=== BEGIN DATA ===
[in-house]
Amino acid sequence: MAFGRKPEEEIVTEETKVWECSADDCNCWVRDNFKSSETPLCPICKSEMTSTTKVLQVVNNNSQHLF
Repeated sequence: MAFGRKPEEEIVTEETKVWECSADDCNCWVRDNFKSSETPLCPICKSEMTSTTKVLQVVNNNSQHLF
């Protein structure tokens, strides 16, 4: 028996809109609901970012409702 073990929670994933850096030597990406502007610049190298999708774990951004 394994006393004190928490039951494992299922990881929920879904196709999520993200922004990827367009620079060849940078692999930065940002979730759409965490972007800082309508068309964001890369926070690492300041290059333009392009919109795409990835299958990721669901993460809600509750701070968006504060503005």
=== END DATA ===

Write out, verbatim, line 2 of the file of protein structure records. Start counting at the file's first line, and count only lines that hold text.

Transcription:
Amino acid sequence: MAFGRKPEEEIVTEETKVWECSADDCNCWVRDNFKSSETPLCPICKSEMTSTTKVLQVVNNNSQHLF